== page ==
Twenty years ago, the publication of the first bacterial genome sequence, from Haemophilus influenzae, shook the world of bacteriology. In this Timeline, we review the first two decades of bacterial genome sequencing, which have been marked by three revolutions: whole-genome shotgun sequencing, high-throughput sequencing and single-molecule long-read sequencing. We summarize the social history of sequencing and its impact on our understanding of the biology, diversity and evolution of bacteria, while also highlighting spin-offs and translational impact in the clinic. We look forward to a 'sequencing singularity', where sequencing becomes the method of choice for as-yet unthinkable applications in bacteriology and beyond.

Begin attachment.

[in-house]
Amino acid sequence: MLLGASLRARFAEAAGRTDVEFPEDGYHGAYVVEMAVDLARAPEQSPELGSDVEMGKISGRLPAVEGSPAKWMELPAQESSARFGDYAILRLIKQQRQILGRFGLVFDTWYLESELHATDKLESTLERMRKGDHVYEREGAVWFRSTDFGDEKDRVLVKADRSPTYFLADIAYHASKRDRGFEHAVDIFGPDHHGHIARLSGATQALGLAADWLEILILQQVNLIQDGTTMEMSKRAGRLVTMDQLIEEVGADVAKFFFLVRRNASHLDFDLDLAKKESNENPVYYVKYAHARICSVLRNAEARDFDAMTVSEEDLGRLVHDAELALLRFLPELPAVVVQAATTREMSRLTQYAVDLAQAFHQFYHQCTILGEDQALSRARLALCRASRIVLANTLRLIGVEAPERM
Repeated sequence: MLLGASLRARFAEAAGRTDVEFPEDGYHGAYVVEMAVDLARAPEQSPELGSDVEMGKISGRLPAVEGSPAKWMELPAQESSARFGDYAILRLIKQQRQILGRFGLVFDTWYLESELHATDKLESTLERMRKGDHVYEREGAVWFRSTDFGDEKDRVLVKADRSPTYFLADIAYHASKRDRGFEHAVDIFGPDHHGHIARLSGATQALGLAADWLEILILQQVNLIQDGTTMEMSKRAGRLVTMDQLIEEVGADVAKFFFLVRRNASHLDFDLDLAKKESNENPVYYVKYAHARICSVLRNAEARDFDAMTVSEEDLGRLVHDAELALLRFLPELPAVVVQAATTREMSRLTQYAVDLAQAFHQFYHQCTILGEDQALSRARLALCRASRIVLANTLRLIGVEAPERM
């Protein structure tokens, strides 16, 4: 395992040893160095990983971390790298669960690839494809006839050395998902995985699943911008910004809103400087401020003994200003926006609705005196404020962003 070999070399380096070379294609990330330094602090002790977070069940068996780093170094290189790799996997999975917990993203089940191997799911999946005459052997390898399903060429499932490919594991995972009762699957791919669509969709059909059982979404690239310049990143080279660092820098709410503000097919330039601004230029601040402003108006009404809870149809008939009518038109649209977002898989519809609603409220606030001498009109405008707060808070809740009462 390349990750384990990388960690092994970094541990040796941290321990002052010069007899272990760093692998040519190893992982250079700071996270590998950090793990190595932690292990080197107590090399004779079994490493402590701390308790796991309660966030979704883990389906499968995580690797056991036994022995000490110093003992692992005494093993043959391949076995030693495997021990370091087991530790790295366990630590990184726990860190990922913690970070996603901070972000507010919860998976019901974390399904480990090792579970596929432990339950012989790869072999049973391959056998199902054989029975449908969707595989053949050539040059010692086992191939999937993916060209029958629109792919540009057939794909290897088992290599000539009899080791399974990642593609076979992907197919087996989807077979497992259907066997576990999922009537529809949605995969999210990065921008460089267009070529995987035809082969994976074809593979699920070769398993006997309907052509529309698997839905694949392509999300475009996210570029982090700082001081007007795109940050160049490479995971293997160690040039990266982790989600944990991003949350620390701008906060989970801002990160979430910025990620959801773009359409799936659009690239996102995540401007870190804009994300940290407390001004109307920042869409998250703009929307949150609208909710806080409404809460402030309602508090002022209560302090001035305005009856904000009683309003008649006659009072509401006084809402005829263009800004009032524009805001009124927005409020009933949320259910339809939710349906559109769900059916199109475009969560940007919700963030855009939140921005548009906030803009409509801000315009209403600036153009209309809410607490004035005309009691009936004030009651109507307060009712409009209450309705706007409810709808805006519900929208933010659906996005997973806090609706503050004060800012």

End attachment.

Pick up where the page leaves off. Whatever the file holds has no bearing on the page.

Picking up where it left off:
Bibliographical noteFunding Information:
N.J.L. and M.J.P. are supported by the Medical Research Council (MRC)-funded Cloud Infrastructure for Microbial Bioinformatics (CLIMB) project (reference number MR/L015080/1).
© 2015 Macmillan Publishers Limited.